Knowing that you value helping others and giving away your excess wealth, your decision becomes much easier and Gazorpazorp Industries is your obvious choice.
This wasn’t the most realistic example, but I hope you see how having well-defined values can help you make choices between two options that seem equally positive.
(If you’re really confused at this point, just watch Season 1 of Rick and Morty, and everything will make sense.)
If you’re still not convinced, that’s totally cool–after all, who am I to tell you how to live your life? 😉
If, however, you’ve decided that defining your values is something you want to try, then read on for the all the details on how to do it.
How to Define Your Values
As I said earlier, this doesn’t have to be a long, profound process. All you need to define your values are 10 minutes and the writing tool of your choice.
Set a timer for 10 minutes and write down what you value. These can be fairly general, but make sure they’re personal. No one else is going to read these, so write what truly matters to you, not what you think ought to.
If you need some inspiration, James Clear has a list of common core values list of common core values you might consult.
Go do it right now. Don’t read any further until you have.
When I did the exercise myself, here’s what I came up with. I include these only to show that I follow my own advice, not to influence your choices.
How to Live Your Values
“The idea behind this method is that if we live and work in alignment with our values, then we’re more likely to live a life we are proud of rather than one we regret.”
– James Clear
While simply defining your values can have profound impacts on your health and well-being (as we saw earlier), your values have the most meaning if you live them out in your everyday life.
Like most things you want to do, living your values is a habit. Like most habits you want to build, you usually start out strong and then get totally derailed once the smallest thing goes wrong.
Here are a few ideas for avoiding that common pitfall and living out your values every day:
- Consult your values list at least once a week, if not every day. I find Friday to be a good day to do this, as it’s also the day I do my weekly review.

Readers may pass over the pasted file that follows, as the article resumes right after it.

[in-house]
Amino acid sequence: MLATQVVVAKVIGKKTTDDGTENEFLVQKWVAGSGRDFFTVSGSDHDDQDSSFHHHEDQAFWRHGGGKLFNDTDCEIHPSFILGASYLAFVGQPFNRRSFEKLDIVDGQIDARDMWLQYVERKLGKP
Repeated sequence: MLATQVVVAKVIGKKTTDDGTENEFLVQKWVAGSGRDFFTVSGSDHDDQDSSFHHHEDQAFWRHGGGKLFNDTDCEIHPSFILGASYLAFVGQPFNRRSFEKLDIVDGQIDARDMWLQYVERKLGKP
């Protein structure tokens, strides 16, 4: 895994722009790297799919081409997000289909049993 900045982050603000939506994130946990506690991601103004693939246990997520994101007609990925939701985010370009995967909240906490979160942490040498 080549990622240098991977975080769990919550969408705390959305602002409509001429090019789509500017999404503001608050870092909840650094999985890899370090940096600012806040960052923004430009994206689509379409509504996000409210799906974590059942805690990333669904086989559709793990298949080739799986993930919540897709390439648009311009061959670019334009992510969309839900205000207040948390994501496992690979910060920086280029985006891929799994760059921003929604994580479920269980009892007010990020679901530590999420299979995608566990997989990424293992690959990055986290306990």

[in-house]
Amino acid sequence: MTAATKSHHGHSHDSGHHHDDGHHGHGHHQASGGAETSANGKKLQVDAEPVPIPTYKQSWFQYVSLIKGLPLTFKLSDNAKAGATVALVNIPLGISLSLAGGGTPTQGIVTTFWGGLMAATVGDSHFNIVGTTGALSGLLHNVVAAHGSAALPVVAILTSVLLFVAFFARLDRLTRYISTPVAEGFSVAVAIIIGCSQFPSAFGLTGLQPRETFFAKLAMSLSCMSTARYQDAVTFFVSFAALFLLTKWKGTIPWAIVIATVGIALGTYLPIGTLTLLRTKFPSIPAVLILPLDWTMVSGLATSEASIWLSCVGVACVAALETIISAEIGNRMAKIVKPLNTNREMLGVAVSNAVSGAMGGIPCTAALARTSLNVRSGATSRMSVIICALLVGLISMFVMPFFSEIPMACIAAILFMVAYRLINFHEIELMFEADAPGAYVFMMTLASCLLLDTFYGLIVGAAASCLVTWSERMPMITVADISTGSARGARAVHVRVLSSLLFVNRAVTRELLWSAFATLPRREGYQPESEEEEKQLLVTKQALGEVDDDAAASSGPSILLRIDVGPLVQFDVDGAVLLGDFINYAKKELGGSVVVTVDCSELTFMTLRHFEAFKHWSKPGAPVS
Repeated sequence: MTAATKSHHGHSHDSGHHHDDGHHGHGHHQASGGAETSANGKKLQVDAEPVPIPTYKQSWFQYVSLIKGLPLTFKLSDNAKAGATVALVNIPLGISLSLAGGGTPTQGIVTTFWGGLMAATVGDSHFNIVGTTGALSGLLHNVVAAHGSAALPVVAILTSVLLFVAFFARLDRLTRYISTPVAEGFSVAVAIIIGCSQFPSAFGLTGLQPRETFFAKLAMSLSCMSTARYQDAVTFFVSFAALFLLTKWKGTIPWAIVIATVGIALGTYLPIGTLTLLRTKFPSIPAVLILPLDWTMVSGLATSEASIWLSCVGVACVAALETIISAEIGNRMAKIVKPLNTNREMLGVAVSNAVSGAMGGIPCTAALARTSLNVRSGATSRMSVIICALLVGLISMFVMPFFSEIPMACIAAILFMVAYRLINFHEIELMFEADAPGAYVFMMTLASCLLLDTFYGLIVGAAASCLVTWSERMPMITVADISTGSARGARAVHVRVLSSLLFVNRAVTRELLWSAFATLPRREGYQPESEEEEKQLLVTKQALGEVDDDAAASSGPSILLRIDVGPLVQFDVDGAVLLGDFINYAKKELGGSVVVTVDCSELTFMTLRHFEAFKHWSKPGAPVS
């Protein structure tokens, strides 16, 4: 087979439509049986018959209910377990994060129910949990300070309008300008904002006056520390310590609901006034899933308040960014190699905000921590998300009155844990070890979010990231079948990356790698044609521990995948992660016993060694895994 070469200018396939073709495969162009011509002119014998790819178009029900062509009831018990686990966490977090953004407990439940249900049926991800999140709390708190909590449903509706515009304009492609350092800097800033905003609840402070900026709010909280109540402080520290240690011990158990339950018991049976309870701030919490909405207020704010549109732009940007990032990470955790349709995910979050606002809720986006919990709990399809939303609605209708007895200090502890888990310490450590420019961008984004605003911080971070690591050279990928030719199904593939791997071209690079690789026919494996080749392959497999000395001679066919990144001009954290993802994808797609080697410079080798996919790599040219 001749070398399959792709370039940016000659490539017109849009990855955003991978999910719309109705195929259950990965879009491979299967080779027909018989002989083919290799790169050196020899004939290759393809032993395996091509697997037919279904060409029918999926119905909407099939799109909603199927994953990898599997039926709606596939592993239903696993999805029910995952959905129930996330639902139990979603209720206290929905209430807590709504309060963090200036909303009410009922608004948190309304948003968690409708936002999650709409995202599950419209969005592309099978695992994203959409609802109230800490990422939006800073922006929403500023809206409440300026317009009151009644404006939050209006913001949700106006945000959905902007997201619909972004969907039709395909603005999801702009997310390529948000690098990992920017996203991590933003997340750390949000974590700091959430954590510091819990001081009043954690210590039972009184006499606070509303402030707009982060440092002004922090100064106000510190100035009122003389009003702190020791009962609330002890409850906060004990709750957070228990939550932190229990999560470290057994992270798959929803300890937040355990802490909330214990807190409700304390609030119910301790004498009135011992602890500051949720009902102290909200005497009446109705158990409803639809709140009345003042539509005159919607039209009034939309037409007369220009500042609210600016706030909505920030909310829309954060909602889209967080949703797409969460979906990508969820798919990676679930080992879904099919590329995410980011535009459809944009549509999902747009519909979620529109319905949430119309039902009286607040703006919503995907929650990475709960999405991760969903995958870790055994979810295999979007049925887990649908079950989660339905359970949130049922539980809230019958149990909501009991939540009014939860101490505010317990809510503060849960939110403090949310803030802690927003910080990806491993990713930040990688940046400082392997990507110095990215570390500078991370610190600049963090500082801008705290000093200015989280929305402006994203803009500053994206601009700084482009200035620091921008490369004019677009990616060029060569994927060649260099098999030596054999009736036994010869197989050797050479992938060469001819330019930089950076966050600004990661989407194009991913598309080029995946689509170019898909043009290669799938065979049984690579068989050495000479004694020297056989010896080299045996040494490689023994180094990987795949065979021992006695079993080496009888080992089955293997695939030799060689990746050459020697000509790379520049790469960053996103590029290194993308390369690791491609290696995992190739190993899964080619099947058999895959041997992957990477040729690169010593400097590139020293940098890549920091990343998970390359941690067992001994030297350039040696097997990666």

- Create a “now page” on your website listing your values and current priorities. By making a public online declaration of what you value, you hold yourself accountable to actually live those values. Check out Episode 82 of College Info Geek Podcast for more information on how Thomas is using this. If you don’t have a website, here’s how to start one.
- Keep a daily journal. I’m not as regular about this as I want to be, but I find that when I do take the time to reflect on my life in writing, I’m more aware of how my actions align with my values. See this post from Brain Pickings for some serious inspiration on how and why to keep a diary.
- Meditate for a few minutes each day. Close your eyes and focus on your breathing. It’s hard to explain exactly why this is such a powerful self-reflective tool, but trust me, it puts you very much in tune with how you currently feel about your life.
In addition to the above, any kind of self-reflection that makes sense to you will help keep you aware of whether or not you’re living in accord with your values.
The Journey Begins
This post is meant to be the beginning of a journey of self-reflection and more mindful living. I hope it has given you some of the tools needed to live your life with more purpose and integrity.
I am but the most basic of beginners in this area myself. While wisdom is one of my core values, I am the first to admit that I have glimpsed it only through the insight of others.
I welcome any thoughts or suggestions you have on this broad, complex, rewarding topic, and I’d love it if you’d share them in the comments below.
Photo Credits: Featured Image by Negative Space, Avocado and Mango by David Di Veroli, Hammock by Zach Betten, Diverging Paths by Jens Lelie, and Map by Sylwia Bartyzel